Having starred in shows such as Clearly Blonde and billing herself as That Funny Blonde Girl, Anne Marie Scheffler is clearly a woman who doesn’t shy away from her stage persona.
But make no mistake — while Scheffler may embrace her role as the ditzy blonde, there’s more to this actor, writer and comedian than her golden locks.
“I love to create my own pieces because I really have something to say,” she said. “Being on stage means I’m able to really create my own message.”
In this instance, the message is motherhood is not as easy as it looks.
While biking to an audition, fittingly, Scheffler came up with the idea forSuddenly Mommy, a play she wrote and starred in about a self-confessed bad mom who juggles her career and motherhood.
“One second I almost had a TV series, and the next second I’m covered in barf,” she said.
“So I thought wouldn’t it be funny to tell this story, which is, all of a sudden I’m a mom.”
Suddenly Mommy is Scheffler’s seventh one-woman show, which she compares to standup style comedy.
The mother of three lives near Greenwood and Danforth avenues and has performed across Canada and in San Francisco and Los Angeles.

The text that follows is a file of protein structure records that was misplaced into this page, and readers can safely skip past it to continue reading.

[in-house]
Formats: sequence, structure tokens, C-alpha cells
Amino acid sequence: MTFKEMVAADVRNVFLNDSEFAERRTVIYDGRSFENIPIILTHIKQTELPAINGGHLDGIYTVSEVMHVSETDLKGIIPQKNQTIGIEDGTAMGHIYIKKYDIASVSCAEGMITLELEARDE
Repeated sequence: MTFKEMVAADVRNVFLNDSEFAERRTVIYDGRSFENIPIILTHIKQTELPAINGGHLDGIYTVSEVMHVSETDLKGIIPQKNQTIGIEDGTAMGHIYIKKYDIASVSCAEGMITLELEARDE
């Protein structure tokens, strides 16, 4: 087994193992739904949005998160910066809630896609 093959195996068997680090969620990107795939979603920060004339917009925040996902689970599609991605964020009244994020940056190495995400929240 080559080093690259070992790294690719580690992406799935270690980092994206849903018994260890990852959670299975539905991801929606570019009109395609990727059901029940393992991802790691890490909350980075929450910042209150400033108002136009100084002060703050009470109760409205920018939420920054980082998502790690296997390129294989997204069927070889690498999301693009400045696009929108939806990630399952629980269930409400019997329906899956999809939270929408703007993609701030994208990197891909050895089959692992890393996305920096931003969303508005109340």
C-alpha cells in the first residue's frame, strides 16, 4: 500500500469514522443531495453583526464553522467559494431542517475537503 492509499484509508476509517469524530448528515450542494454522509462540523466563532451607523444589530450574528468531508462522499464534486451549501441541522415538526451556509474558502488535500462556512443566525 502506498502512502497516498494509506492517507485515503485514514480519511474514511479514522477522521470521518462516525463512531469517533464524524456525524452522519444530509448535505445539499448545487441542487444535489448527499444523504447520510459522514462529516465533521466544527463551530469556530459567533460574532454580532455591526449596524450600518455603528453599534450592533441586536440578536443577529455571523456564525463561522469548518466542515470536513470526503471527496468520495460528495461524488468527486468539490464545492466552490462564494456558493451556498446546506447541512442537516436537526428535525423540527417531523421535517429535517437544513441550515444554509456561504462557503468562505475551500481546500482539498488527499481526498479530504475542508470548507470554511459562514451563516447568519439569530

She was a regular cast member in Toronto’s Second City national touring company and had her own one-hour comedy special on CTV and the Comedy Network. She also does scriptwriting, voiceovers and has appeared in more than 40 commercials.
The comedian, who got married after she discovered she was pregnant, said she believes many women can relate to the show’s protagonist.
“We’re encouraged to (focus on) our career first,” she said. “And then you’re like holy crap I’m in my 30s, I’d better have babies before I don’t have any ovaries left.”
Suddenly Mommy first debuted at the Winnipeg Fringe Festival to lukewarm reviews, so Scheffler realized she had to do something fresh.
“I really had to work it to find why this isn’t a typical mom show,” she said. “Mine is different because I’m a bad mom.”
The show chronicles Anne Marie’s struggle in pursuing the glam and glitz of showbiz while changing diapers in her spare time.
“The more I work on the show, the more I realize I’m trying to run away from being a mom,” she said. “And that’s part of the show.”
She said getting into the headspace of a bad mom made her look critically at her own motherhood.
“It really forces me to be a better mom,” she said. “It’s incredible.”
A middle child in a family of six who originally wanted to go into dramatic acting, Scheffler credits her own family life as part of the reason she went into comedy.
“I think I was just trying to be loud and funny for attention,” she said. “I guess I never stopped.”